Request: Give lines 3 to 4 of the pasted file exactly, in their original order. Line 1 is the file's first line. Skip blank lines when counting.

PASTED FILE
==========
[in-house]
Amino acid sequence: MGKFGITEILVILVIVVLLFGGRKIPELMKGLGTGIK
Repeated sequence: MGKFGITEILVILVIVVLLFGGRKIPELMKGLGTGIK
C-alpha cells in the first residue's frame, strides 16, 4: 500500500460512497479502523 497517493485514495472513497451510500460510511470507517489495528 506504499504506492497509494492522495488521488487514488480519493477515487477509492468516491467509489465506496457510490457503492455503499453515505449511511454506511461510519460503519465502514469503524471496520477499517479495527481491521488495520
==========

Repeated sequence: MGKFGITEILVILVIVVLLFGGRKIPELMKGLGTGIK
C-alpha cells in the first residue's frame, strides 16, 4: 500500500460512497479502523 497517493485514495472513497451510500460510511470507517489495528 506504499504506492497509494492522495488521488487514488480519493477515487477509492468516491467509489465506496457510490457503492455503499453515505449511511454506511461510519460503519465502514469503524471496520477499517479495527481491521488495520